ISTEP results above state average for local schools

By LEANN BURKE

Data courtesy of the Indiana Department of Education

lburke@dcherald.com

Area schools continue to perform above Indiana’s statewide average on the ISTEP test, according to the test results released to the public Wednesday.

After a grading snafu that affected scores statewide and delayed the release of scores, the Indiana Department of Education opened to the public results from the spring 2018 ISTEP test, which is a standardized test given to all Indiana third- through eighth-graders. Sophomores also take a version of the ISTEP test, dubbed the graduation qualifying exam.

According to data from the IDOE, 51 percent of Indiana students passed both the English and math tests, 58 percent of students passed the math test and 64 percent of students passed the English test.

Locally, 64 percent of Northeast Dubois students passed both, 76 percent passed math and 71 percent passed English. At Southwest Dubois, 50 percent of students passed both English and math, 62 percent passed math and 60 percent passed English. At Southeast Dubois, 73 percent of students passed both tests, 85 percent passed math and 78 percent passed English.

“Overall I’m happy with how our students did this year,” said Ryan Haas, Pine Ridge Elementary principal and testing coordinator for Southeast Dubois Schools. “There’s room for improvement, but there’s always room for improvement.”

At Greater Jasper, 64 percent of students passed both, 71 percent passed math and 74 percent passed English. At North Spencer schools, 73 percent of students passed both tests, 83 percent passed math and 79 percent passed English.

Students at Holy Trinity Catholic School performed best with 79 percent of students passing both tests, 88 percent passing math and 83 percent passing English. Holy Trinity does not give the sophomore level test, as the school doesn’t teach high school grades.

Overall, local schools performed about the same, if not a few percentage points better on the ISTEP test compared to 2017. Southwest Dubois is the exception, with passing rates dropping between 2017 and 2018. In 2017, 57 percent of Southwest’s students passed both tests compared with 50 percent this year.

Statewide, passing rates dropped between 2017 and 2018. Last year, 52 percent of students statewide passed both tests, 1 percentage point higher than this year. Similarly, 59 percent of students statewide passed the math test in 2017 compared with 58 percent this year, and 65 percent of students passed the English exam in 2017 compared with 64 percent of students this year.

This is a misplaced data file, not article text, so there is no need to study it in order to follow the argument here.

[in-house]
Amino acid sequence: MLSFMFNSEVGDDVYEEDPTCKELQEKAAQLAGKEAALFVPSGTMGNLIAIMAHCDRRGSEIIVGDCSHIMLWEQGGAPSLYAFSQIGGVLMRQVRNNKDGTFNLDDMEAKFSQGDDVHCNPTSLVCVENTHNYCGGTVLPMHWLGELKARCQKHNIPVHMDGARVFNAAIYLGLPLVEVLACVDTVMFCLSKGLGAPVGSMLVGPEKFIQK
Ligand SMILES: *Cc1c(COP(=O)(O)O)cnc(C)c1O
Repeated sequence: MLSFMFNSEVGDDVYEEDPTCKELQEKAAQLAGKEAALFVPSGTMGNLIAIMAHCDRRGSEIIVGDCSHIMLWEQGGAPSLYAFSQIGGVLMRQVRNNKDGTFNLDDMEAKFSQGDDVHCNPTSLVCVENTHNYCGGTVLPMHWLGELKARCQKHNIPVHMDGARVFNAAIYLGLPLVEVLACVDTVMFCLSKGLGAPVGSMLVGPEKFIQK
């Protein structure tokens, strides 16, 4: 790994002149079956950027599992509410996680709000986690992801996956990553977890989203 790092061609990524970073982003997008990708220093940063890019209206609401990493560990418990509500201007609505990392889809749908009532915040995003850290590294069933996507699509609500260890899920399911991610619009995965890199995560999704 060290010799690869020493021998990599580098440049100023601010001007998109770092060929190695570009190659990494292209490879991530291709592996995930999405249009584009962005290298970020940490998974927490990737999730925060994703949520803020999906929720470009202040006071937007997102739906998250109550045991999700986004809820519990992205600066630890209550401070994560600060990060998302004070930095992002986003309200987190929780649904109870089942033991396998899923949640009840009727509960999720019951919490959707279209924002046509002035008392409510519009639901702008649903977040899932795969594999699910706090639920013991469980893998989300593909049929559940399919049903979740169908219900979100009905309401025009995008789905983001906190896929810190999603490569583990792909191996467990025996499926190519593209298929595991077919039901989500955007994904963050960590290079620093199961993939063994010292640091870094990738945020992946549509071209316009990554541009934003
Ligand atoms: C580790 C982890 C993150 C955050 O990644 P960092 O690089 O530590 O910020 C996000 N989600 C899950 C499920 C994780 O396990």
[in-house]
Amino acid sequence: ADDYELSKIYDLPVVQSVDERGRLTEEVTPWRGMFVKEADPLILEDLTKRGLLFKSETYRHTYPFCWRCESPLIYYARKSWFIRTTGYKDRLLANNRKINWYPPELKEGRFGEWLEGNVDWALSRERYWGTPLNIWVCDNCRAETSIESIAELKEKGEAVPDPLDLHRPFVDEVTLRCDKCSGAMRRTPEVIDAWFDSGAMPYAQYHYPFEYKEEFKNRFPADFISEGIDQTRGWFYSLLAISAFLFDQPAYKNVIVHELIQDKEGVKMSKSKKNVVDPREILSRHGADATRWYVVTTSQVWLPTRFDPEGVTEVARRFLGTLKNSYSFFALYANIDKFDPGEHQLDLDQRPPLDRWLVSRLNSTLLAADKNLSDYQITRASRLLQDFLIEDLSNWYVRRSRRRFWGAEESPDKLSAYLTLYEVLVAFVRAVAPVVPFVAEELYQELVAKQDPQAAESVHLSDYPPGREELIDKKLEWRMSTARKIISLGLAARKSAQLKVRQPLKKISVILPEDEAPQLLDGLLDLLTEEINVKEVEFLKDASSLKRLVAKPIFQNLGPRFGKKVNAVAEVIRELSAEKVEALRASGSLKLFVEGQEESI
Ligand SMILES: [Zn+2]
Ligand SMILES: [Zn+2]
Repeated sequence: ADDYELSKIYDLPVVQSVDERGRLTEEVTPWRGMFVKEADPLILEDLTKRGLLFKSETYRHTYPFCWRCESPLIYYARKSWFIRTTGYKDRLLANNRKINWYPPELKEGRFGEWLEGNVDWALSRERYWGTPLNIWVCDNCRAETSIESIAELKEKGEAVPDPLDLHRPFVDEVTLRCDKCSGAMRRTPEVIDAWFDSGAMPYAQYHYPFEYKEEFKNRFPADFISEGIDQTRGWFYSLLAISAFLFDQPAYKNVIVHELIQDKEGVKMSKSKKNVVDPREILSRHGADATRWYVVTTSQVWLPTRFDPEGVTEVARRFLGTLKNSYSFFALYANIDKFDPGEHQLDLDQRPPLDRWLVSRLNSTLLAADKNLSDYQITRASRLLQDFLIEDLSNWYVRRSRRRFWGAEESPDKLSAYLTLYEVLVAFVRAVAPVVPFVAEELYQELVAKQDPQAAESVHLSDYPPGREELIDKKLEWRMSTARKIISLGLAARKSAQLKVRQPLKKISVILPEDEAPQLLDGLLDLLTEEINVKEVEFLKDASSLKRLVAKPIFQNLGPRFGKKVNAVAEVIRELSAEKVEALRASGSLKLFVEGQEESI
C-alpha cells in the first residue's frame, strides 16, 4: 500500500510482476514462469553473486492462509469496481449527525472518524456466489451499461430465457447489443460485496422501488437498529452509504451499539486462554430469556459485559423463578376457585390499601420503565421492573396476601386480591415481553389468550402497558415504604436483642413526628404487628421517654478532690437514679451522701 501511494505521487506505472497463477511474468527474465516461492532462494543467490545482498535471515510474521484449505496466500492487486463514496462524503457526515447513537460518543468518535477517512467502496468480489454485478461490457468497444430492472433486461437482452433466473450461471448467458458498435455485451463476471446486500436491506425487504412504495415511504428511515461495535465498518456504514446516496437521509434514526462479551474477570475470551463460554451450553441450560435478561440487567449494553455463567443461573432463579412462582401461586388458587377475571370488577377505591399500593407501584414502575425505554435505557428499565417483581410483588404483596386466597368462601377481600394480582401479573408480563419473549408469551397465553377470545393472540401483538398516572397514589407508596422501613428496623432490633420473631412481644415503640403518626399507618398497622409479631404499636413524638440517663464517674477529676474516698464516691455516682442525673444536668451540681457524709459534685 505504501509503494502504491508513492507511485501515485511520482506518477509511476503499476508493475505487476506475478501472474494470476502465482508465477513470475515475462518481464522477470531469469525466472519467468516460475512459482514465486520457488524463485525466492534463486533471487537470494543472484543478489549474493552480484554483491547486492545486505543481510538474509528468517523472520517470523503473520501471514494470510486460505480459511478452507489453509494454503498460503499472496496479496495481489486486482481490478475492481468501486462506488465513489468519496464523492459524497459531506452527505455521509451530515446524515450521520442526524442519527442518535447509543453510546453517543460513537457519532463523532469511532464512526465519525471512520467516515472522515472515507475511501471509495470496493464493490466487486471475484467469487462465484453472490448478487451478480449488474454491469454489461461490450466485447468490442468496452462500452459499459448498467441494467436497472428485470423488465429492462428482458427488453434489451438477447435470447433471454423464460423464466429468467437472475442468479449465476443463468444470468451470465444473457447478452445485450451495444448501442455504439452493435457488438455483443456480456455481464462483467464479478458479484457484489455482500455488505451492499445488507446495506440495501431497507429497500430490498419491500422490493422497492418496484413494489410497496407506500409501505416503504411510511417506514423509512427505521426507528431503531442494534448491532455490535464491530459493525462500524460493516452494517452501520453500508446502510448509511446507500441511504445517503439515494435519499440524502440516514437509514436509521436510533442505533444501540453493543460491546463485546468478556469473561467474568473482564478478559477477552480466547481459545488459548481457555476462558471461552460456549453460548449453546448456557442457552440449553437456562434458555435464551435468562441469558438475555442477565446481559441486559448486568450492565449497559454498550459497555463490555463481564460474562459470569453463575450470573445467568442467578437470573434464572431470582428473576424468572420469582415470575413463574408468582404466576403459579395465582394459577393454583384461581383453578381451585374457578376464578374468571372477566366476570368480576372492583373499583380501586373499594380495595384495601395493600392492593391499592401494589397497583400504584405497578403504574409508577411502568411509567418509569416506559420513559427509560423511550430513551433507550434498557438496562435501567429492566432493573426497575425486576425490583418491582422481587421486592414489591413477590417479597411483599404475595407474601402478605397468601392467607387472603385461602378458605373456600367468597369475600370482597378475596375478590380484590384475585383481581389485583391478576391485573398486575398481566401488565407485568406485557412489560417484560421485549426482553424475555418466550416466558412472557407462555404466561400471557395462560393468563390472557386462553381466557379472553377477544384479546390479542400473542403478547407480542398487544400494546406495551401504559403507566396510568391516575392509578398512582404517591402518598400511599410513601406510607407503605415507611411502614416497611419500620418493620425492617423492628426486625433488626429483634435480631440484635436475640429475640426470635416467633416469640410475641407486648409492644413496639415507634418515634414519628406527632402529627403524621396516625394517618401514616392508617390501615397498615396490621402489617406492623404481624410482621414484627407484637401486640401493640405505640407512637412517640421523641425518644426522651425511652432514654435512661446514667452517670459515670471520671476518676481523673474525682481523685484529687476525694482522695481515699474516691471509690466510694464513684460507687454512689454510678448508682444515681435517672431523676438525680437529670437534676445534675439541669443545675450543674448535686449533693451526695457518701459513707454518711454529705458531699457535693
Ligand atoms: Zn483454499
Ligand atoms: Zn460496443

For years, school administrators have questioned the usefulness of ISTEP test results and lamented their connection to state accountability grades, teacher pay and school funding. This year was no exception.

“I’ve never felt like it was a true measure of the learning that goes on in our schools,” said Northeast Dubois Superintendent Bill Hochgesang.

Still, administrators look at the test scores, particularly on an individual level, to see how students are progressing and where they might need extra help. Students receive two scores on the ISTEP, the performance score, which is how well they did on that year’s test, and a growth score that shows how much they improved over the last year. Haas said school staff always want to see high growth scores, especially where fourth-graders are concerned. Students first take the ISTEP in third grade, so the fourth-grade growth score is the first time the ISTEP test measures students’ growth. High growth scores are a good sign for teachers.

“It shows us we’re on the right path,” Haas said.

ISTEP scores are just one of many progress measurement tools schools use, such as regular progress tests and class work.

School administrators also use the test scores in their teacher evaluations, as state law requires evaluations to include a data component.

ISTEP scores have more bearing at the state level where they are a large part of how the IDOE and Indiana State Board of Education determine accountability grades for schools and corporations, with the most bearing given to the growth scores. Those grades help the state determine teacher pay, school funding and possible state takeover. Local schools tend to get As and Bs.

This spring, students and school staff will have a new standardized test to take. The IDOE is phasing out the ISTEP test in favor of the new ILEARN test, which stands for Indiana’s Learning Evaluation Readiness Network. Like ISTEP, ILEARN scores will be factored into teacher evaluations and school accountability. Unlike ISTEP, ILEARN will be fully online and adaptive, meaning that each segment will start with a question of average difficulty, then get easier or harder depending on if the student answers correctly.

Adaptive tests are more personalized and can give educators a better idea of where students are with materials. Rather than only showing whether a student is below or above average, adaptive tests show how far above or below average an individual student is, according to a handout from the IDOE.

See the statewide ISTEP results here.

 

 




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